“We actually serve three counties-Santa Cruz, Monterey, and San Luis Obispo,” said Pearson, who estimated the added wages in Santa Cruz would cost Goodwill between $220,000 and $240,000 per year. “Under Measure G, we would have to move many of our operations somewhere else outside the city of Santa Cruz simply because the cost of operating here would become too high.”
The restaurant industry would be particularly affected by Measure G.
“Payroll is the biggest cost in the restaurant business,” Ristorante Avanti owner Paul Geise said. “We’d be looking at an increase of $200 per day.”
Servers at Ristorante Avanti are paid $7.50 an hour, but can make up to $30 an hour after tips. Dishwashers and other kitchen workers, meanwhile, don’t earn tips but make at least $10 an hour, meaning they would remain unaffected by the passage of Measure G. Geise considers the dishwashers, many with families, to be the real “working class people” at his restaurant.
“According to income taxes, tips are income, but according to Measure G, they aren’t,” Geise said. “It’s totally wrong that I’d be giving this raise to my highest paid people already, instead of the people in the kitchen who have kids to support.”
At UC Santa Cruz, wage increases would only go to employees at the three private sector businesses on campus-Joe’s Pizza and Subs, Tacos Moreno, and the Hungry Slug.
However, the Campaign to Raise the Minimum Wage’s Nora Hochman believes that pay raises in town would give campus unions a stronger bargaining position with the university, and may force UCSC to pay student workers more to keep them from leaving for higher paid jobs off-campus.
Dining hall employee Julie Thatsaphone supports Hochman’s hypothesis, and feels that she is representative of most of her coworkers.
“It’d be more worth my time to look for jobs downtown,” said Thatsaphone, a third-year student who has made $7.50 an hour for the past year at the College Eight/Oakes dining hall. “When you’ve got rent and other things to worry about, why not go for an extra couple dollars per hour?”
Scott Berlin, director of Dining and Hospitality Services at UCSC, said that on-campus employers would wait and see what the effects of a Minimum Wage Ordinance were on operations before planning any response. He also speculated that, if passed, Measure G could end up making it harder for students to find jobs in town at all.
“If it passes, everyone with a job in town already won’t be going anywhere,” Berlin said. “Plus, students may end up competing with people from Los Gatos to Watsonville who will want to come work in Santa Cruz.”
Geise pointed out that for many businesses, the passage of Measure G would effect more than just hourly wages.
“If your payroll goes up 20 percent, your workman’s compensation, social security, and disability all go up 20 percent as well, because they’re all based on payroll,” Geise said. “So for businesses, it isn’t just the $2.50 minimum wage increase, its all those other costs as well.”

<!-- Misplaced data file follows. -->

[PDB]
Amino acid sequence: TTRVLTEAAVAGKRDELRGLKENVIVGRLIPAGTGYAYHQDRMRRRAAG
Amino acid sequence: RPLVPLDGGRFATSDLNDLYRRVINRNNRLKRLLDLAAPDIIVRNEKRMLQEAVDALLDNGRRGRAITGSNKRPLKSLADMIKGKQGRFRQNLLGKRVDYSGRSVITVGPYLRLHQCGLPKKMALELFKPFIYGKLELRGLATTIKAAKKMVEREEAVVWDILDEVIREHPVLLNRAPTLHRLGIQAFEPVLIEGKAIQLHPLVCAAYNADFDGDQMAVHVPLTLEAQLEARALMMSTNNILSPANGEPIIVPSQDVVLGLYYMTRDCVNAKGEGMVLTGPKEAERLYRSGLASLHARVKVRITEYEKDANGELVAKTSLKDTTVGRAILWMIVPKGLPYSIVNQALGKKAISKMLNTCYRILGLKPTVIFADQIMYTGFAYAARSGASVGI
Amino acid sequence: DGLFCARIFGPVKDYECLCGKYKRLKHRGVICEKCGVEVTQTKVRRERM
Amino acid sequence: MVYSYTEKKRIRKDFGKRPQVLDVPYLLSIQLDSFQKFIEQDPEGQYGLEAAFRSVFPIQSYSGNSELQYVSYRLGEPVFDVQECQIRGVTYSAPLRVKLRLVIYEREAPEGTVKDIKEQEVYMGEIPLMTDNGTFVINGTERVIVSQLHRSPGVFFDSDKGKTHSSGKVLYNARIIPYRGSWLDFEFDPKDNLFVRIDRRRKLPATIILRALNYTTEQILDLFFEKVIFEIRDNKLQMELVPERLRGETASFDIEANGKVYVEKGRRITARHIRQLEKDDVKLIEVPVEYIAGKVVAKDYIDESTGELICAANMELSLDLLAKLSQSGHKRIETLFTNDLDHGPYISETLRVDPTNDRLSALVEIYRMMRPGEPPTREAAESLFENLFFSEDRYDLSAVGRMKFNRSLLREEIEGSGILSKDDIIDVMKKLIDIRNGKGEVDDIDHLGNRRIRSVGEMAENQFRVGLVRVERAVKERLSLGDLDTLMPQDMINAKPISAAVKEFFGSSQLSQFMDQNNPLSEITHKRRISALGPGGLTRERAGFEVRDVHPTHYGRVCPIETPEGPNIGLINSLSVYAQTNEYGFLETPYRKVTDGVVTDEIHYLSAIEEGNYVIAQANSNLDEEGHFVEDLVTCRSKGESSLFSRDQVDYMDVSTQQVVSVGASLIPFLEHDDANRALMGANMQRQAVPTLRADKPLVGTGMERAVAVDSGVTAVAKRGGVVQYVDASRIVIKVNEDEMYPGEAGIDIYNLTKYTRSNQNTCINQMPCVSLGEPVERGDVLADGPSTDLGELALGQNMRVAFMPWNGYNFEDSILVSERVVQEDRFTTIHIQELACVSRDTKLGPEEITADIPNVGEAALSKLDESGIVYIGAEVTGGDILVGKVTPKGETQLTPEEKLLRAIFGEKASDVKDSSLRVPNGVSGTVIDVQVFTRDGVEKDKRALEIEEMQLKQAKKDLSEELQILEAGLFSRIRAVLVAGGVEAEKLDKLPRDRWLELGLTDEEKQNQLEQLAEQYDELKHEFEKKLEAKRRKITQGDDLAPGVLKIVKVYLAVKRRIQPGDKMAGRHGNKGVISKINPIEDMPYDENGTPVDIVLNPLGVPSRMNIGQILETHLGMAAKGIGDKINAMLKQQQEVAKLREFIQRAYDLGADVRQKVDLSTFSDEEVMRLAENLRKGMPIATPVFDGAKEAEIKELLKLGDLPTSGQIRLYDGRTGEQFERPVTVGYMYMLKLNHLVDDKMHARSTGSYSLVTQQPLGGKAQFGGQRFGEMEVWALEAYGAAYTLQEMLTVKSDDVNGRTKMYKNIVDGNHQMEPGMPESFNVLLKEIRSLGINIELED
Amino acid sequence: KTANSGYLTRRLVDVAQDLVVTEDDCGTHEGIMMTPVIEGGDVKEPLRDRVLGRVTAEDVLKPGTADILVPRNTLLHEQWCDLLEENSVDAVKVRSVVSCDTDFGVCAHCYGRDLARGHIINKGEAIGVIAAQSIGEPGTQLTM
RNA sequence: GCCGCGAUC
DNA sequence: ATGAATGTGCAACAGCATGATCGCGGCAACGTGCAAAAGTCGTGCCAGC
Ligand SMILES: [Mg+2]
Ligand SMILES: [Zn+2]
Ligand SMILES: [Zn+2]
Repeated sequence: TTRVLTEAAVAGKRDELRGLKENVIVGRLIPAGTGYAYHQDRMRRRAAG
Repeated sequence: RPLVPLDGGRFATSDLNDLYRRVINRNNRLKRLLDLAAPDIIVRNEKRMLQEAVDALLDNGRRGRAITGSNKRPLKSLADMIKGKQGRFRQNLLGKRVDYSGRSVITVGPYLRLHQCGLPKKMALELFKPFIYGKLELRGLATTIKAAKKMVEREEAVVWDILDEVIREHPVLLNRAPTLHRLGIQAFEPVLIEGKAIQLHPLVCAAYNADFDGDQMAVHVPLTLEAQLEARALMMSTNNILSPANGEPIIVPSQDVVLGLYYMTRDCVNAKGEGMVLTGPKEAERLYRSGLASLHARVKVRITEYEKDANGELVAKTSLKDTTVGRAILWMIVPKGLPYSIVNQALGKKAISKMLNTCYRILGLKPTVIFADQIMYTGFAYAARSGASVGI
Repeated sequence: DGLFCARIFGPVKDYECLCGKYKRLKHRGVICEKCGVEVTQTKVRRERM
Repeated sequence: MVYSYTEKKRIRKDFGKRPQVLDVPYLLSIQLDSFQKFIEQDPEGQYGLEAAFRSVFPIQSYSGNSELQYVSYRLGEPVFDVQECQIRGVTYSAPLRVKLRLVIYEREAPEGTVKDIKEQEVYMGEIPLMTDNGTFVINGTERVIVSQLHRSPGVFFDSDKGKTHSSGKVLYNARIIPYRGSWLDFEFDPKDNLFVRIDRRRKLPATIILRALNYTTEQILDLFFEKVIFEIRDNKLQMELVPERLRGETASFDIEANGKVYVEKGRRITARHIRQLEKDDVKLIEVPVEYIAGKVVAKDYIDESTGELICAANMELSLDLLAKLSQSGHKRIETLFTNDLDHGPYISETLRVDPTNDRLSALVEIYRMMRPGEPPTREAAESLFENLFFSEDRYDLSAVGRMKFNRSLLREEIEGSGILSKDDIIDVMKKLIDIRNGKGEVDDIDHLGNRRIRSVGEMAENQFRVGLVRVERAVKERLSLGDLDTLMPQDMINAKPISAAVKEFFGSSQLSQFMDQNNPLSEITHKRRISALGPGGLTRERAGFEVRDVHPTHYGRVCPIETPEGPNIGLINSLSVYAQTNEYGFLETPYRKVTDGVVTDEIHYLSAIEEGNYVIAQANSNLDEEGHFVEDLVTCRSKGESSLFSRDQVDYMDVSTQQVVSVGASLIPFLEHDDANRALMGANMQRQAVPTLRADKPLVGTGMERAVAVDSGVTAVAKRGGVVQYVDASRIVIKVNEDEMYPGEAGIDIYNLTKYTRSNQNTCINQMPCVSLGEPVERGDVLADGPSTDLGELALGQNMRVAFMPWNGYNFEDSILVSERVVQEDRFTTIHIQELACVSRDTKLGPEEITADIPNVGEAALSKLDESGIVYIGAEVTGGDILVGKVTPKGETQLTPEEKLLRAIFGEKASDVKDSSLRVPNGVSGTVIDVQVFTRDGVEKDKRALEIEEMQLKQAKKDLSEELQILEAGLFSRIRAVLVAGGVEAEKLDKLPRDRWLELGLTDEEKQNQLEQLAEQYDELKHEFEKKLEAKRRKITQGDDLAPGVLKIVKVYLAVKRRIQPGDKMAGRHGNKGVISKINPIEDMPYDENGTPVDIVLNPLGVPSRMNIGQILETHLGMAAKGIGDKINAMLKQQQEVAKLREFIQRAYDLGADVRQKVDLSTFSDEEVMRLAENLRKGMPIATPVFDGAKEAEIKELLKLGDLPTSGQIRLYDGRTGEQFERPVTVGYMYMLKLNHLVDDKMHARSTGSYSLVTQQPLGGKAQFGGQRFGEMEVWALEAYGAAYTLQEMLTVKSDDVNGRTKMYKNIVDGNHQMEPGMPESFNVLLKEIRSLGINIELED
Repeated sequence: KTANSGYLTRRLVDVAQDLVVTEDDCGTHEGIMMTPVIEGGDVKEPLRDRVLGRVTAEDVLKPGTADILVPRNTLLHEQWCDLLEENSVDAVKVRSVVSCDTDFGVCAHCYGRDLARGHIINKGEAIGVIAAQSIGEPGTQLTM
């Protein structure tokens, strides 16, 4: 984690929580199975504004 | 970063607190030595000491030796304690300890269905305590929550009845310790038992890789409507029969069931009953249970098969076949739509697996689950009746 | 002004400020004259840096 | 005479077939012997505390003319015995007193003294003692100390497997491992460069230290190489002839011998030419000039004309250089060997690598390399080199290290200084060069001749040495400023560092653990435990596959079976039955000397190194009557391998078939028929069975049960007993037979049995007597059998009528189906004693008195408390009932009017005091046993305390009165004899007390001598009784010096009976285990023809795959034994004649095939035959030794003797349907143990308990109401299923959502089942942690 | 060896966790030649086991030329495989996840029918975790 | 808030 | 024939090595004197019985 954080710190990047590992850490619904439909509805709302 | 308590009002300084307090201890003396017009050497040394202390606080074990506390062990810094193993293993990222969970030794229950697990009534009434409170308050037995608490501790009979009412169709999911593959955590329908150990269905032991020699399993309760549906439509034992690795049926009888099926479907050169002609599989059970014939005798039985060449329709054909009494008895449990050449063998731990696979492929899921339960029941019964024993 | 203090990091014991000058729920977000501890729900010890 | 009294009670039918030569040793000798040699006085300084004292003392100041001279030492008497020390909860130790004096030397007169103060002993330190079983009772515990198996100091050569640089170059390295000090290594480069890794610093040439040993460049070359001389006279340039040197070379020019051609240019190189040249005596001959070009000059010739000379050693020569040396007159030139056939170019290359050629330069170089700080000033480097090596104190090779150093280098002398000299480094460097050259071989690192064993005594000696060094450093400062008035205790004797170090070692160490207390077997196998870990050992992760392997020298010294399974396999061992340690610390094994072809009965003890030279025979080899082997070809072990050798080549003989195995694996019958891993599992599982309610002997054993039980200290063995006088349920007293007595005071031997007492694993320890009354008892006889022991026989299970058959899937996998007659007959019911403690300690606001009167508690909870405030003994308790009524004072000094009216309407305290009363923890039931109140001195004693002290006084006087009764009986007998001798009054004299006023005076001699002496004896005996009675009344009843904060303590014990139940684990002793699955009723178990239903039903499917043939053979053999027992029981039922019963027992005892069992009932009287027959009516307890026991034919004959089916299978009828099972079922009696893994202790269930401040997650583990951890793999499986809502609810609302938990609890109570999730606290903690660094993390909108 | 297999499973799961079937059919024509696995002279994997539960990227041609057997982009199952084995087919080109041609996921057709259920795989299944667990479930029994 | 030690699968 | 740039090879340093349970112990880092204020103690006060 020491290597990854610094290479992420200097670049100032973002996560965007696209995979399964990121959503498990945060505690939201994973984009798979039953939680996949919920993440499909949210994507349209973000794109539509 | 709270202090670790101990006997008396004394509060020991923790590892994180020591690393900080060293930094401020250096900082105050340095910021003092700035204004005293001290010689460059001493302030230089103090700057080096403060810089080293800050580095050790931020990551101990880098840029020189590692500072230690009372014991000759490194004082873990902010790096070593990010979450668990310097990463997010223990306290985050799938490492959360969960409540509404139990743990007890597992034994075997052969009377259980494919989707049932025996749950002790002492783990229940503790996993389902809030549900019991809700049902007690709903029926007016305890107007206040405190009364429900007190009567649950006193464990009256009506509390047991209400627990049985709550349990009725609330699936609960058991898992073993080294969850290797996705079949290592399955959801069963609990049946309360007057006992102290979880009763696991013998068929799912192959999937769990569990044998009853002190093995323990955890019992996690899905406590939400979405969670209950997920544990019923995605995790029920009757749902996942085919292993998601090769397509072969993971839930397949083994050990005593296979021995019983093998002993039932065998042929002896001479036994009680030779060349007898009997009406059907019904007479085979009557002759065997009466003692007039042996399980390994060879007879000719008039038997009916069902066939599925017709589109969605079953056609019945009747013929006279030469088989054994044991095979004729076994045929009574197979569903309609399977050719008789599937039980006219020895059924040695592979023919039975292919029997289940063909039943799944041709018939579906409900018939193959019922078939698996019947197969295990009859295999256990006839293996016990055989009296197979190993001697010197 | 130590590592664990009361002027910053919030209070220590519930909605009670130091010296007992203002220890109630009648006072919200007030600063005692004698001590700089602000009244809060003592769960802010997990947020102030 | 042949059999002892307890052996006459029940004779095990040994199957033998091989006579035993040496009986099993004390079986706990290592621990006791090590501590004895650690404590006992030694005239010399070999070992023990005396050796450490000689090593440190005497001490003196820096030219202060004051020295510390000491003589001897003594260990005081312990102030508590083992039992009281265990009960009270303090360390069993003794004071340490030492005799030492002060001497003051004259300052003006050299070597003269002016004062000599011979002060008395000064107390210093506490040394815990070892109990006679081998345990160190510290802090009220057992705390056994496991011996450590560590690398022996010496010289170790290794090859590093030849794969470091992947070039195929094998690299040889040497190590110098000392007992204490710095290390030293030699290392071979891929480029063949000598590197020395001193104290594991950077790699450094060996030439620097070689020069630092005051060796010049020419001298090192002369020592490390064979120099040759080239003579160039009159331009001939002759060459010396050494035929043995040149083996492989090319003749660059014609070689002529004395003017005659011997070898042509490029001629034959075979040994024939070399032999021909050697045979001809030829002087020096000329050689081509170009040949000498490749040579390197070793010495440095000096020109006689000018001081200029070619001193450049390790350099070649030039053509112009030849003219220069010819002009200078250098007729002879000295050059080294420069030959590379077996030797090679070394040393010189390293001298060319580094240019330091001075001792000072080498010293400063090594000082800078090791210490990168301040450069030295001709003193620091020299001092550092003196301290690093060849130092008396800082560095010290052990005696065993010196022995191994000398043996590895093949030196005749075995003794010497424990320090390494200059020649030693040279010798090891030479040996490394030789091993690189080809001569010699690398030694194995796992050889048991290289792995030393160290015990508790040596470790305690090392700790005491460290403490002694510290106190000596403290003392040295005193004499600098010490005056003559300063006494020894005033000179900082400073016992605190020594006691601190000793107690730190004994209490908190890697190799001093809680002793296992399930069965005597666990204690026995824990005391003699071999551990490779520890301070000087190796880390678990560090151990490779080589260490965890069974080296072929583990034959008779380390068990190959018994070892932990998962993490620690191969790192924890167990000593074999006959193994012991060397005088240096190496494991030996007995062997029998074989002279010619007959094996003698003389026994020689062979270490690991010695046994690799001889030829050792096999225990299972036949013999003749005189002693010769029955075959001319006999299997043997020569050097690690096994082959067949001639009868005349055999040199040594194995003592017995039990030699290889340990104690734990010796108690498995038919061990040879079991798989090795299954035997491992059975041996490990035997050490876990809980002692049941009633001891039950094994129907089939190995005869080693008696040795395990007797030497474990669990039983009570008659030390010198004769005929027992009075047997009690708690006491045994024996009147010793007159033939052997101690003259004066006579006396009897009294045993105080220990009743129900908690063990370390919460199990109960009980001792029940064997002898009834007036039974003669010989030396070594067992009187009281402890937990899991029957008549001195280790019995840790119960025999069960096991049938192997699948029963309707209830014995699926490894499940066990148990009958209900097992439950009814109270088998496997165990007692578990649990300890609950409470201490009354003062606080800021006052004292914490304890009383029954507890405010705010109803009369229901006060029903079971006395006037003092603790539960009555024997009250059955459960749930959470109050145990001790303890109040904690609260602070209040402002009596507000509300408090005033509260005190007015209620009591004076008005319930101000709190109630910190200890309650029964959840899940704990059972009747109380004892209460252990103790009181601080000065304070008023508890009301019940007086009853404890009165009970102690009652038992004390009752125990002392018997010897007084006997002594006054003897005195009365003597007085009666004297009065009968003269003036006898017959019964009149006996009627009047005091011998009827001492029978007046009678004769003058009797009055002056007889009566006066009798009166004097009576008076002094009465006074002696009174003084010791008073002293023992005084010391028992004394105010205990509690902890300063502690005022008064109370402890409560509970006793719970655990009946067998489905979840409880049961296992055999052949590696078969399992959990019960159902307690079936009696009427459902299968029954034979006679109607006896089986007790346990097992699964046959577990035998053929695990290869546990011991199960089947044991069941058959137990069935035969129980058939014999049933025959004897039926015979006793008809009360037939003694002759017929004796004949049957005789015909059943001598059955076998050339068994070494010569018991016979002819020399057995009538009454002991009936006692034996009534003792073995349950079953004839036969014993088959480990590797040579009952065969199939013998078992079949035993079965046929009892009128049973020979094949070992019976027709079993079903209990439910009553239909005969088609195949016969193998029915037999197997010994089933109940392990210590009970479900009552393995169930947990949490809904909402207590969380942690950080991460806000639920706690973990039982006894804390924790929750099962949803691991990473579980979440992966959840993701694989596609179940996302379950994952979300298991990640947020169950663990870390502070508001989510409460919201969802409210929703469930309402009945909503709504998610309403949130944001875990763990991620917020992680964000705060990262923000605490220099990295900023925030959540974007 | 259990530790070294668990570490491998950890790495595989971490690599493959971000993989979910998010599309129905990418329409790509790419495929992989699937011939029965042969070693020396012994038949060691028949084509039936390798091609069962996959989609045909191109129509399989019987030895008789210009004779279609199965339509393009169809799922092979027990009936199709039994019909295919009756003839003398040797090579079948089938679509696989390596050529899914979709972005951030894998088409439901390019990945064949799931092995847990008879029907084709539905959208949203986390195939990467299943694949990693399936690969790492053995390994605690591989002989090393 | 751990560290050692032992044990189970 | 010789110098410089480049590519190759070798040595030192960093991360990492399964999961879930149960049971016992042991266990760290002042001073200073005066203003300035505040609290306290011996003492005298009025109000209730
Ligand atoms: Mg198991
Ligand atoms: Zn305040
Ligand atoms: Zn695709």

Another negative effect of Measure G for some is wage compression. As the lowest paid jobs go up in value, workers with more experience and added responsibility may suddenly find themselves making only fifty cents or a dollar more than a worker arriving for their first day. This often causes veteran workers to pressure upper management for raises of their own, which then leads to much greater overall operating costs for businesses.
However, the biggest negative element of Measure G for local businesspeople seems to be the annual cost of living adjustment.
“Every year there’s an increase, so if inflation increases at five percent a year, in 20 years our minimum wage will be almost $25 an hour,” said Pearson, who has owned and operated Pacific Cookie Company since 1980. “The difference between the minimum wages here and elsewhere will be so substantial and so burdensome that it will kill small businesses. Also, the cost of running a business here will be so great that businesses located within the city of Santa Cruz will become unsellable.”
Geise echoes many of the same sentiments.
“The only way to offset increased payroll is to raise prices and reduce hours of operation,” Geise said. “You’d have to reduce shoulder operations, meaning you might close for one day of the week or stop serving lunch.
Pearson is among the business owners who may have to close up shop if Measure G passes.
“We’d move our manufacturing as soon as our lease is up, just because there’s no way we could sell enough cookies to cover our costs,” Pearson said.
Ernesto Quintero, co-owner of Saturn Caf?¬©, is strongly in favor of Measure G. Quintero feels the economic realities faced by Arsineh Vartanian and others make the decision a matter of conscience.
“My business partner and I feel pretty aware of how hard it is to survive on the minimum wage, especially with a family to support,” said Quintero, who estimated a 10 to 12 percent increase in his restaurant’s payroll. “We feel it’s a fair way to pay people and that, ethically, it’s the right thing to do.”
Saturn Cafe, which has been locally owned for 27 years, is made up of roughly 50 percent students and 50 percent local residents. Quintero said that a busboy or server at Saturn Cafe currently makes the minimum wage of $6.75 plus tips, while non-tipped dishwashers start at $7 an hour.
“There’s a lot of fear here among local businesspeople that, if this measure passes, we’ll be left in a losing battle with large corporations that have buying power and ad money we just can’t match,” Quintero said.
“But, as a community, we can talk about that,” he added. “If customers came in and said, ‘we’re not going to go to big chains if you have to raise your prices a little bit, we’re going to support you and local workers,’ then a lot of that fear could be alleviated.”